GoPro's useful Volta grip isn't as exciting as its concept vlogging camera

The GoPro Volta grip and a Hero 10 Black on a blue background
(Image credit: GoPro)

GoPro clearly wants its Hero range to mix it with the best vlogging cameras around, thanks to accessories like its new Volta battery grip. And while the latter is certainly a useful sidekick, as you can see in our GoPro Volta review, it isn't quite as interesting as the modular vlogging camera we recently discovered in some fascinating patents.

Before we gaze ahead to what might be coming down the line, let's delve into the pros and cons of GoPro's new accessory. The Volta grip, which you can buy on its own or as part of a new Hero 10 Black Creator Edition bundle, combines a battery-equipped handle, tripod, and wireless controller in one handy accessory. It's mainly designed for the GoPro Hero 10 Black and Hero 9 Black, which benefit from its remote control powers, but will also charge and mount with older GoPros.

One of the main benefits of the Volta for vloggers and YouTubers is a significantly boosted battery life for their action cam. On the Hero 10 Black, for example, it'll jump up from 74 minutes (when shooting 5.3K/30p video) to over four hours when used with the Volta. Overheating limitations aside, that should mean you can leave the spare batteries at home.

The GoPro Volta tripod grip on a wooden table

(Image credit: Future)

The Volta's built-in camera buttons also give you one-handed control of your GoPro, or you can detach it to give you remote control of your Hero 10 or Hero 9 from up to 98 feet away. This means the Volta effectively combines three of GoPro's existing accessories (the Remote, spare batteries, and a tripod) into one.

One of the few downsides, as our review explains, is that the Volta is only weather-proof, rather than fully waterproof. So if you're planning to go diving, you'll still be best off getting a floating Handler grip instead. The Volta also doesn't, like the GoPro concept below, have a mechanical gimbal that would allow it to follow you around a scene, like the DJI Pocket 2.

While the Volta is useful on its own, it still needs the help of Mod accessories like the Media Mod to become a really powerful vlogging setup. So GoPro has created a new Hero 10 Black Creator Edition bundle, which includes the action cam, a Volta grip, a Media Mod (which has a built-in directional mic, plus 3.5mm in and HDMI-out ports), and the Light Mod to help illuminate your subjects.

A hand holding the GoPro Volta tripod grip

(Image credit: Future)

Naturally, this is a pretty pricey setup. You can buy the Volta on its own for $90.99 / £83.99 / AU$139.96 with a GoPro subscription, or $129.99 / $119.99 / AU$199.95 without one. But if you want the full Hero 10 Black Creator Edition, you'll pay $581.96 / £558.46 / AU$890.33 (for existing GoPro subscribers) or $784.95 / £759.95 / AU$1204.75 (without a subscription).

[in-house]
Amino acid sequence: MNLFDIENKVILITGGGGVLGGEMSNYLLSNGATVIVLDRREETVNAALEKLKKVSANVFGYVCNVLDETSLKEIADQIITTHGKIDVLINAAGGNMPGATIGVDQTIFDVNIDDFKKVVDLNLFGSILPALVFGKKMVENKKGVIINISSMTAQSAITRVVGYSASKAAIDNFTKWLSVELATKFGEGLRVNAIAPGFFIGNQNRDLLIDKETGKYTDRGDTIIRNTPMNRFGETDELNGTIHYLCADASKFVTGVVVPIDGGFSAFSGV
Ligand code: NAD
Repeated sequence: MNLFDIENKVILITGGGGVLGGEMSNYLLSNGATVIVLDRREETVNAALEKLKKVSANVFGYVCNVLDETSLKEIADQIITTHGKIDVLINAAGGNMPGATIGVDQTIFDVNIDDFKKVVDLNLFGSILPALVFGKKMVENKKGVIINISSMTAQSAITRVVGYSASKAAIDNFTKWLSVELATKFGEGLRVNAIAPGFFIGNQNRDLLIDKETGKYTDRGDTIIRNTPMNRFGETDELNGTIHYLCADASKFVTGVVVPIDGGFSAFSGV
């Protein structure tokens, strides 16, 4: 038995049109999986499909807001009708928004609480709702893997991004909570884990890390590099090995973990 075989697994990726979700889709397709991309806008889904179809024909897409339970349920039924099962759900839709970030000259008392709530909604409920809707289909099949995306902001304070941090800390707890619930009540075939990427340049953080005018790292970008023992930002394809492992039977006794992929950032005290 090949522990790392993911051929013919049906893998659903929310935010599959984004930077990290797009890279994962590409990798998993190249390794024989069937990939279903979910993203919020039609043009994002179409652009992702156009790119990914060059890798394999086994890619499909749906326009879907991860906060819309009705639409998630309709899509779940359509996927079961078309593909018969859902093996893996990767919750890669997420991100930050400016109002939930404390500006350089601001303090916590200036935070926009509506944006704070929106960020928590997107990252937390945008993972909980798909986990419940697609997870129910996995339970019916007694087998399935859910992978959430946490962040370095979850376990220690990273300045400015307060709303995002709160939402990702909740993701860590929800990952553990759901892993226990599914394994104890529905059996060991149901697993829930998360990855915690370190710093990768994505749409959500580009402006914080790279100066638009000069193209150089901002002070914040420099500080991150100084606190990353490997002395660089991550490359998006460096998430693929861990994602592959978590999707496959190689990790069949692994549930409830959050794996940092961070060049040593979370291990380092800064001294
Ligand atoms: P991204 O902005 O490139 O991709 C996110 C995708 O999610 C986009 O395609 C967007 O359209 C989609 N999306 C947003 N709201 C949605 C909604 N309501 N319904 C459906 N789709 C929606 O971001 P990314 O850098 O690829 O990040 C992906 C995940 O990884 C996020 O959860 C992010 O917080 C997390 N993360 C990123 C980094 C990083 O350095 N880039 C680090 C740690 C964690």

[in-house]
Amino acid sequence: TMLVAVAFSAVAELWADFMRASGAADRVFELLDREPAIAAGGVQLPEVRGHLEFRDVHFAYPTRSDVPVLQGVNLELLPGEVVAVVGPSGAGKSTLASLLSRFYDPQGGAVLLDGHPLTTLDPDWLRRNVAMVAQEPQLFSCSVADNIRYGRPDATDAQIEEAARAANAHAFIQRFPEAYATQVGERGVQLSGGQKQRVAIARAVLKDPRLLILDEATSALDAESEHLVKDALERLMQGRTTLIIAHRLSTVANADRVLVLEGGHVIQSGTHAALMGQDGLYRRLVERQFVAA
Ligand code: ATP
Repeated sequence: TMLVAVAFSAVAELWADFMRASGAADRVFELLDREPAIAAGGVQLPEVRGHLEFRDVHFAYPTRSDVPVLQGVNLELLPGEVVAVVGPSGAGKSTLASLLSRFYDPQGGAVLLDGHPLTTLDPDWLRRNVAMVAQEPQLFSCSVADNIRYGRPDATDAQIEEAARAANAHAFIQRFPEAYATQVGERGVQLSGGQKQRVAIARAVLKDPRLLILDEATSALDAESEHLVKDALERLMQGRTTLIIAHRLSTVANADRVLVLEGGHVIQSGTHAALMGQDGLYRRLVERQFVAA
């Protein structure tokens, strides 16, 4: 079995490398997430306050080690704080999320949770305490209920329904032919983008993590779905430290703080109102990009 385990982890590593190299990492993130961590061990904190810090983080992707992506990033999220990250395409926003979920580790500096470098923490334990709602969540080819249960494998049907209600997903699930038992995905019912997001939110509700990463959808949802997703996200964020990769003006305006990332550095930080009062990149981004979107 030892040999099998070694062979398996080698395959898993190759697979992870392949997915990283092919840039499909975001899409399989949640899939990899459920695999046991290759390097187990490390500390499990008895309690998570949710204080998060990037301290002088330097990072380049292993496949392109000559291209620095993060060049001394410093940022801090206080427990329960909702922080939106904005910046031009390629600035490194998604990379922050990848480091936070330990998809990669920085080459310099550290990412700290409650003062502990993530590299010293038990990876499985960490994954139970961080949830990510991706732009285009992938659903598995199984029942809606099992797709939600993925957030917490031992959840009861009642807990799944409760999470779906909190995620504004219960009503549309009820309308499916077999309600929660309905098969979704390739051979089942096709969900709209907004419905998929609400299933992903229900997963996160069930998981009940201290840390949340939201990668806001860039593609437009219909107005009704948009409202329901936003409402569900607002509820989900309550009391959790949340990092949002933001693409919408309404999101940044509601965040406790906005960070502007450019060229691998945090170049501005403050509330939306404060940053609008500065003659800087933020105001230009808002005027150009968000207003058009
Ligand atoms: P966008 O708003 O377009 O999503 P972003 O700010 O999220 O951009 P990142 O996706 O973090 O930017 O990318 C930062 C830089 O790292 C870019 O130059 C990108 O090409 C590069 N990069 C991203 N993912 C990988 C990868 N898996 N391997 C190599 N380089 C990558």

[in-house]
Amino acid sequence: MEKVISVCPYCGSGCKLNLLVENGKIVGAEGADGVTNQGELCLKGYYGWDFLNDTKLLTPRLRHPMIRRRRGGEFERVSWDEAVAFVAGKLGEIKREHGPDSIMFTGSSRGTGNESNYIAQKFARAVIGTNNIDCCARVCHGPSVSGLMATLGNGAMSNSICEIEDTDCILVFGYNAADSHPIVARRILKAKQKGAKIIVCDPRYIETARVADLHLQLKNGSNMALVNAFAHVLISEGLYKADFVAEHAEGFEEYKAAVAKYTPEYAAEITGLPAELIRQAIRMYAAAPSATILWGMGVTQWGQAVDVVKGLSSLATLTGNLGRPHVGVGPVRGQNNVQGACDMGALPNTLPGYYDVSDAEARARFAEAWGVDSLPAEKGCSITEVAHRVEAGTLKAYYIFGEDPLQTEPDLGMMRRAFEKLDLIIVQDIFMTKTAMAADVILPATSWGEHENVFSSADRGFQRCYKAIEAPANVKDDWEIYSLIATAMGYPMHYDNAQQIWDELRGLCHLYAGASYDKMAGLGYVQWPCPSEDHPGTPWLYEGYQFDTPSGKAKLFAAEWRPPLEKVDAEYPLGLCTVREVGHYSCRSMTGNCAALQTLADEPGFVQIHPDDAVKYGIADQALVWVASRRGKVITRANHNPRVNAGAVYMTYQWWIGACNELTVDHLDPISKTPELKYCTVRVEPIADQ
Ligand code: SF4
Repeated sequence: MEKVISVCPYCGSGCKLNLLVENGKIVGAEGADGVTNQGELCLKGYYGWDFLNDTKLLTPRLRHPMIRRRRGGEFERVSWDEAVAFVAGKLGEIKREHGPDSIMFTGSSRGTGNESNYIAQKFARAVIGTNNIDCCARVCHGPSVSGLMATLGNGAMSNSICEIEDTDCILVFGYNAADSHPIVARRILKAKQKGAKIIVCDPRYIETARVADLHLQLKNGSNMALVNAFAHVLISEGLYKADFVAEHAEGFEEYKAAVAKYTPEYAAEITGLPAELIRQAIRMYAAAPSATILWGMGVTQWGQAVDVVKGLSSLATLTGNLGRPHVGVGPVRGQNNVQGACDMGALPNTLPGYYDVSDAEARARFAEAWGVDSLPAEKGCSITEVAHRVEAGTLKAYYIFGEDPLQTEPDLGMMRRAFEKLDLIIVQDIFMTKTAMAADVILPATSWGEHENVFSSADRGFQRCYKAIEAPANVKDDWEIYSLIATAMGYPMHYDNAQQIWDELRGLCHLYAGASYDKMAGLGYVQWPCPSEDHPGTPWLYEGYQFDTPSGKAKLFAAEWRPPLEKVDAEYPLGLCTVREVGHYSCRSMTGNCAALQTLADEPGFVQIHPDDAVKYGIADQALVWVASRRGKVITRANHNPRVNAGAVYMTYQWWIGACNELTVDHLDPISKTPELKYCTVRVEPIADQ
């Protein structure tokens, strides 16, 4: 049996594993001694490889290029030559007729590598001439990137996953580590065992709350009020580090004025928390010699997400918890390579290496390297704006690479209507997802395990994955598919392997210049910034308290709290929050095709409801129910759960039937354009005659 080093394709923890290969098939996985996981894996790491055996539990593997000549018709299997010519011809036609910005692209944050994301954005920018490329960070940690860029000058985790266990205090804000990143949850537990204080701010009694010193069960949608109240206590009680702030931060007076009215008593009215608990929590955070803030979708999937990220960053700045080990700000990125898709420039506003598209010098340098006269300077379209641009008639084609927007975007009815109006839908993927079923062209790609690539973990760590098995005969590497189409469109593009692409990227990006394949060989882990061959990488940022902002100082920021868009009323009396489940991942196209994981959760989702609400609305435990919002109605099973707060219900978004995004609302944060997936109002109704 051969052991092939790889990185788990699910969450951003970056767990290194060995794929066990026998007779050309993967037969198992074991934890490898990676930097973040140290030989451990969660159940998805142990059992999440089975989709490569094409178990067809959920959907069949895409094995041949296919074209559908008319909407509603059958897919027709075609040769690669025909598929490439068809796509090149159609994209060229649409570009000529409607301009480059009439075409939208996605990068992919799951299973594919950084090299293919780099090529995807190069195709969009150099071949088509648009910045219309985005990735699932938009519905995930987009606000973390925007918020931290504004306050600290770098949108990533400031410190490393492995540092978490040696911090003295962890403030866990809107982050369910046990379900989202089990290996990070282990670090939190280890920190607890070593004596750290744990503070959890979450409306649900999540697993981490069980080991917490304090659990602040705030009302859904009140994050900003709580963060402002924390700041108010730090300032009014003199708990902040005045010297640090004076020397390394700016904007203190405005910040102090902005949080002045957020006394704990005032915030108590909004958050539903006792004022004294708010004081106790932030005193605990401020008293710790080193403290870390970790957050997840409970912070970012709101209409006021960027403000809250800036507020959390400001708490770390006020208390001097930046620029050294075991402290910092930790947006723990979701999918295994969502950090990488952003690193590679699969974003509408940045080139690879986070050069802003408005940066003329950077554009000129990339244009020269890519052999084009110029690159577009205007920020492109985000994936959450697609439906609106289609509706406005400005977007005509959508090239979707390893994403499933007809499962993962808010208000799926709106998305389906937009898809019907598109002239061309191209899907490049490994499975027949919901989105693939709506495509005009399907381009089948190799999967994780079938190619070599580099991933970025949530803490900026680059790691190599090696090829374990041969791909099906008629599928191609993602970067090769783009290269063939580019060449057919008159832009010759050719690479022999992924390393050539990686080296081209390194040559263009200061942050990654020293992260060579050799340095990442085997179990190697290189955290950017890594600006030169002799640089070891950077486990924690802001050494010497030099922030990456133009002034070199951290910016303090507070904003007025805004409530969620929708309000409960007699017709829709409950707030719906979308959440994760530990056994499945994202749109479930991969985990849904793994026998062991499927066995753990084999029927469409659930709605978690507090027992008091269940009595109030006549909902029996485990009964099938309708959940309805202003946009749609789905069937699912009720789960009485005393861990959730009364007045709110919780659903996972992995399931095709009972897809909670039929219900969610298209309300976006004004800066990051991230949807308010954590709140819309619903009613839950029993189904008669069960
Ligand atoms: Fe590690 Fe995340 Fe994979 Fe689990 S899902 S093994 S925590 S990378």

Luckily, there's also currently a special deal on the Creator Edition for new GoPro subscribers. If you don't have a Hero 10 or an existing subscription, you can pick up the bundle for $531.95 / £508.45 / AU$820.33, which is pretty decent considering the setup's filmmaking powers. But should you wait to see what GoPro has in store for later this year?

Analysis: A handy accessory, but is it a stop-gap?

Drawings from GoPro patents

Recently published GoPro patents show an all-in-one vlogging camera with a mechanical gimbal, which is something the Volta and Hero 10 Creator Edition lack. (Image credit: US Patent and Trademark Office)

Our GoPro Volta review concludes that the accessory is a "compelling option for creators on the go" that's both "comfortable to use and adds plenty of functionality" to the Hero 10 Black and Hero 9 Black.

The Volta is effectively three GoPro accessories in one, given it can act as a tripod, battery grip, and controller (both wireless and wired) for the action cam maker's two most recent Hero models. 

The only real downsides are that it isn't fully waterproof, can't act as a wireless remote for older GoPros, and lacks extending selfie-stick powers for wider group shots. But could the Creator Edition bundle also be a mid-cycle stopgap for a more streamlined vlogging setup?

Earlier this month we discovered GoPro patents for a DJI Pocket 2-style camera that suggest it's planning to resurrect its Karma Grip as a new all-in-one camera with a mechanical gimbal.

Naturally, patents can only be treated as concepts rather than signs of concrete plans, but these were highly developed and match GoPro's comments earlier this year that it's planning new 'types' of action cam for 2022.

The downside of the Volta grip and Creator Edition bundle is that it lacks a mechanical gimbal to follow vloggers around a scene as they're talking to camera. So while both are certainly worth investigating if you already have a Hero 10 or Hero 9 action cam, there could be a more exciting vlogging solution coming later this year. 

Mark Wilson
Senior news editor

Mark is TechRadar's Senior news editor. Having worked in tech journalism for a ludicrous 17 years, Mark is now attempting to break the world record for the number of camera bags hoarded by one person. He was previously Cameras Editor at both TechRadar and Trusted Reviews, Acting editor on, as well as Features editor and Reviews editor on Stuff magazine. As a freelancer, he's contributed to titles including The Sunday Times, FourFourTwo and Arena. And in a former life, he also won The Daily Telegraph's Young Sportswriter of the Year. But that was before he discovered the strange joys of getting up at 4am for a photo shoot in London's Square Mile.